IT'S NO accident there are so many metaphors for love having to do with food, and no wonder so many recipes have been tried out as aphrodisiacs. The twining of food and love goes all the way back -- to the apple, or to the breast, depending on whose theory you follow.

(The corollaries of this relationship, if memorized, might prevent you from contracting yourself to an unsuitable partner. Remember, for example, that an insensitive eater is likely to be a graceless lover. A lack of imagination in the one art reflects a similar lack in the other. And gulping food is certainly rusing things.)

As an adult, in the loose sense of the word, you must accept certain responsibilities toward your Significant Others. Cooking for an S.O. requires the same maturity and tact as having an affair. A parked car may be great fun when you're young, but adults need more room -- or they may need traction.

So grow up about entertaining. Thin out your file of lasagna and get rid of any recipe with "surprise" in the title, or that requires canned tuna, catsup, frozen peas or cream of mushroom soup.

No corn flake toppings. No Minute Rice. Nothing from a cardboard box intended to be combined with a pound of ground beef.

Nothing that says, "just add water," "imitation chocolate" or "non-diary." Nothing that is advertised by a disembodied hand or animated oven mitt. No dancing dough and no singing salad dressing.

Nothing lighter than air or homogenized enough to be spread with cardboard. Nothing "krisp" or "qwik." No eggs that weren't laid by a bona fide fowl. No cheez, no pre-whipped topping.

Nothing, in short, that fools Mother Nature: Like Hebrew National, we have to answer to a higher authority.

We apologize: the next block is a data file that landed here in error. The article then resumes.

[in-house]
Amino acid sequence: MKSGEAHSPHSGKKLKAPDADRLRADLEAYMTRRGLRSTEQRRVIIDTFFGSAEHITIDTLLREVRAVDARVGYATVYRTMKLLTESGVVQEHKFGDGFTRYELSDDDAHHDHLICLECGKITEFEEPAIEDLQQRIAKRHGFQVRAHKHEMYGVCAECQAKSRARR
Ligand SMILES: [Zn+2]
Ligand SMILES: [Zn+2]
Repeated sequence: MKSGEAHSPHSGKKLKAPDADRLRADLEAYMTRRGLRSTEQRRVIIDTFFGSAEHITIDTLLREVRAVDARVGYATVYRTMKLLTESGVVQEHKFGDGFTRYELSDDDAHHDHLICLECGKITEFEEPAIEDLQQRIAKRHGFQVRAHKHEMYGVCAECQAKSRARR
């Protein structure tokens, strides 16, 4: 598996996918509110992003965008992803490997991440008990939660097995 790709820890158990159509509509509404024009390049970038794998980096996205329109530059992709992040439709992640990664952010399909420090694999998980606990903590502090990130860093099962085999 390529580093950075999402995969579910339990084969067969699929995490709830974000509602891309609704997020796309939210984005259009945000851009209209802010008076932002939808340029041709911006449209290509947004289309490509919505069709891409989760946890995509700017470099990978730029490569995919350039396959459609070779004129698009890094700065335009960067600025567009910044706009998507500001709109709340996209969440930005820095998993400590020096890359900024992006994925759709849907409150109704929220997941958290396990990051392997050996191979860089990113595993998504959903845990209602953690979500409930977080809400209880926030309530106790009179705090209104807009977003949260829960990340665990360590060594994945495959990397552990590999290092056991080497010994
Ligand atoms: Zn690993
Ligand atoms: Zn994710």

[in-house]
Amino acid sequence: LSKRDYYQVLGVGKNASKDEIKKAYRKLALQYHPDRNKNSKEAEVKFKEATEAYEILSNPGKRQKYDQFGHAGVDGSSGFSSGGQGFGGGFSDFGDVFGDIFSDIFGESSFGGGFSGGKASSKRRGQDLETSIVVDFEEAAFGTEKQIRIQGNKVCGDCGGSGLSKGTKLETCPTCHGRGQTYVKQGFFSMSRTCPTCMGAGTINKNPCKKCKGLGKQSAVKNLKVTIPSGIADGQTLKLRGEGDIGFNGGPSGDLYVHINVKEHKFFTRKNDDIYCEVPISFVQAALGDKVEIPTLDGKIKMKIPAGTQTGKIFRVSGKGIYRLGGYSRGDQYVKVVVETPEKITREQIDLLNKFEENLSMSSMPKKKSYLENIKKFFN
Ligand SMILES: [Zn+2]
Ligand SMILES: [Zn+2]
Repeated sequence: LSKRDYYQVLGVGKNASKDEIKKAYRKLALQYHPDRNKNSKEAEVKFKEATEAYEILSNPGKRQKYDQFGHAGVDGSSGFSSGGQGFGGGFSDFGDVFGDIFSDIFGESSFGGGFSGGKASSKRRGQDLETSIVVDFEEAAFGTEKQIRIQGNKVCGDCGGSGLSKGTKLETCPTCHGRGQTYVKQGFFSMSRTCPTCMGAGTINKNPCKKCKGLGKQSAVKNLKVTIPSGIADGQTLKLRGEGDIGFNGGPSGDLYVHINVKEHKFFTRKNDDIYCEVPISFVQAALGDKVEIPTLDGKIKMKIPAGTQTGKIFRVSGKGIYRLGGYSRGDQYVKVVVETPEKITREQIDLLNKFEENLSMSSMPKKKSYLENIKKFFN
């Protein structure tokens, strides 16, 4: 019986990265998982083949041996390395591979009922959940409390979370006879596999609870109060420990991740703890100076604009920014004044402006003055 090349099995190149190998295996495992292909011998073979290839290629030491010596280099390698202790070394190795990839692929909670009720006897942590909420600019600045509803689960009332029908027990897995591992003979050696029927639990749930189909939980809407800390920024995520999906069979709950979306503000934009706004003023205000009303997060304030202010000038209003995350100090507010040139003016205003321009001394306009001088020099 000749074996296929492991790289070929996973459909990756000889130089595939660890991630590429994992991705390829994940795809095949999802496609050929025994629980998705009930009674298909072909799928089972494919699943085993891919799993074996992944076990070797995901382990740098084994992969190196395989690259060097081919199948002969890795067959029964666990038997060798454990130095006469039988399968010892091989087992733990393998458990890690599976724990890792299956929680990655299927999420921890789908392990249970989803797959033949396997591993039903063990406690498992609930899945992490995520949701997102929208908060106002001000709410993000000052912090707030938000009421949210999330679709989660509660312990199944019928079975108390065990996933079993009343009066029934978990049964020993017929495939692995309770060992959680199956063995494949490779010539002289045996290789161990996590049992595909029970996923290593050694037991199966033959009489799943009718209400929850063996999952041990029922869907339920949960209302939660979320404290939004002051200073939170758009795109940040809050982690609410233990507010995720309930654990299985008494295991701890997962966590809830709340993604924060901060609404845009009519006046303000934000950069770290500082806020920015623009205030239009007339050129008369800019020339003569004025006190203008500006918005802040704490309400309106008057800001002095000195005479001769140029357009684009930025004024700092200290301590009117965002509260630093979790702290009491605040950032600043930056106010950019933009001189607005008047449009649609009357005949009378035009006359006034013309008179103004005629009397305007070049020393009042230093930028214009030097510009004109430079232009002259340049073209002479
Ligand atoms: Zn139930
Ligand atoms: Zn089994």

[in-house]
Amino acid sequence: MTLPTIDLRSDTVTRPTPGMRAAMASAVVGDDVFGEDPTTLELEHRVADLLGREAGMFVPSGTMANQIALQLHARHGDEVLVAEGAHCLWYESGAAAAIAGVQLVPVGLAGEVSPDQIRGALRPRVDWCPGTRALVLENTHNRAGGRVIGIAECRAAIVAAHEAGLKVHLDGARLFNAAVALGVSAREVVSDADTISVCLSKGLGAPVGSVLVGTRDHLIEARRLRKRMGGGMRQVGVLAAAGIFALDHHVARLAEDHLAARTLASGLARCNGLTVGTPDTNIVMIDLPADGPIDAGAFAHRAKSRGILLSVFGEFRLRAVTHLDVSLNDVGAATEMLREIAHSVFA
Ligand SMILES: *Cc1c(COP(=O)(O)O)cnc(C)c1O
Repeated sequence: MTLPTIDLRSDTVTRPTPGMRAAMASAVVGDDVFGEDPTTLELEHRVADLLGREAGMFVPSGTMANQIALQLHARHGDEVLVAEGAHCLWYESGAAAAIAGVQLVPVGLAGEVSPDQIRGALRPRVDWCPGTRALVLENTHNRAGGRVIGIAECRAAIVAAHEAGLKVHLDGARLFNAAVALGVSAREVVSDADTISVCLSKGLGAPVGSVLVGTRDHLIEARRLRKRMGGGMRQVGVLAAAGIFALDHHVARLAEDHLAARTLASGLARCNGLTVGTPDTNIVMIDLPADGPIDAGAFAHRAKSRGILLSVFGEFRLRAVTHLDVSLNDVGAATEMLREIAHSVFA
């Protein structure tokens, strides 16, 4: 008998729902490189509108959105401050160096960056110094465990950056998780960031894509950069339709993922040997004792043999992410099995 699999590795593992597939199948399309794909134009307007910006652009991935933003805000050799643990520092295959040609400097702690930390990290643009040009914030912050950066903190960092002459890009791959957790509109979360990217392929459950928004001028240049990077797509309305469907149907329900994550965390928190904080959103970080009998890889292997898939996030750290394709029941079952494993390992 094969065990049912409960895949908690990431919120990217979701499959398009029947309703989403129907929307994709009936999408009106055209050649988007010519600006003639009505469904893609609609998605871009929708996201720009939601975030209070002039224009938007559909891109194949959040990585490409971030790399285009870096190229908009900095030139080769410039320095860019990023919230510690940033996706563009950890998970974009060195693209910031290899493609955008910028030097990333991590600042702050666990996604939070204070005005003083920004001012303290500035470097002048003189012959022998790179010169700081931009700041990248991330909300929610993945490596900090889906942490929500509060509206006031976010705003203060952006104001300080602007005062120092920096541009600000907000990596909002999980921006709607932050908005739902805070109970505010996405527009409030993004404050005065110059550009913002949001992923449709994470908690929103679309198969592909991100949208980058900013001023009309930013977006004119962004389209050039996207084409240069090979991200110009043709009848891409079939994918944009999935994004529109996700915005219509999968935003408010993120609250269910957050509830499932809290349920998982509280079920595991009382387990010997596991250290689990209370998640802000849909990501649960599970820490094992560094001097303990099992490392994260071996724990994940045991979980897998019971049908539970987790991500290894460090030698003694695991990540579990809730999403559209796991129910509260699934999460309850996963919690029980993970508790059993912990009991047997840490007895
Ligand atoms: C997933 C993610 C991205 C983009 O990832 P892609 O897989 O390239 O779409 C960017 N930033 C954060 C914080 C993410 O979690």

Love, first of all, is not blind. So remember that certain green vegetables have a tendency to linger around the teeth, and that barbeque sauce makes your fingernails black.

Neither is love Superman. A turmeric delight may make his heart burn with more than affection, and too many bottles of even the highest character may sabotage the entire evening's entertainment.

Finally, love is not cool, and neither is Washington in July. So make her an offer she cannot abuse -- a cold fettucini primavera with seafood, crusty-hot French bread and cold white wine. Oh, those summer nights. YVES COLD FETTUCINI WITH SEAFOOD

Pick out three or four of the day's best and prettiest fresh vegetables: broccoli, peas, green beans, zucchini, tiny eggplant, mushrooms, snow peas, (you don't need a whole lot of any one thing). Also pick up a red or green sweet pepper and a red (purple) onion, a ripe tomato and a bunch of fresh basil or dill.

You can use any light seafood you choose: shrimp, lobster, crabmeat, even softshells. If you want to go deluxe, add crab claws or red caviar.

You will also need a fettucini, white wine vinegar, sour cream or mayonnaise, salt and white pepper, and a chunk of parmesan cheese.

Slice the raw mushrooms and pepper and quarter a couple of slices of red onion into bright, bite-sized pieces. Cube the tomatoes (skinning is optional). If possible, cook vegetables and seafood ahead of time so they can chill. Slice green beans on the diagonal, cube the zucchini and eggplant, and separate the broccoli into tiny flowerettes, saving the stalk for some other day. Boil the vegetables separately, none for more than a few minutes; you want them to be crunchy. Drain into a colander, rinse with cold water and drain completely.

Don't overcook the shrimp, either; overcooked, it will be rubbery when cold. Boil and pick the crabmeat or lobster.

For the dressing: season the sour cream or mayonnaise to taste with the vinegar, salt and pepper. Finely chop the herbs and stir in. Grate the parmesan and set aside.

Break the pasta in half, cook only al dente, rinse with cold water and drain very well. Combine the chilled vegetables and seafood in a large bowl and dress. Add the pasta, more dressing and toss again. Sprinkle caviar over the top or surround with crab claws. Serve the parmesan separately.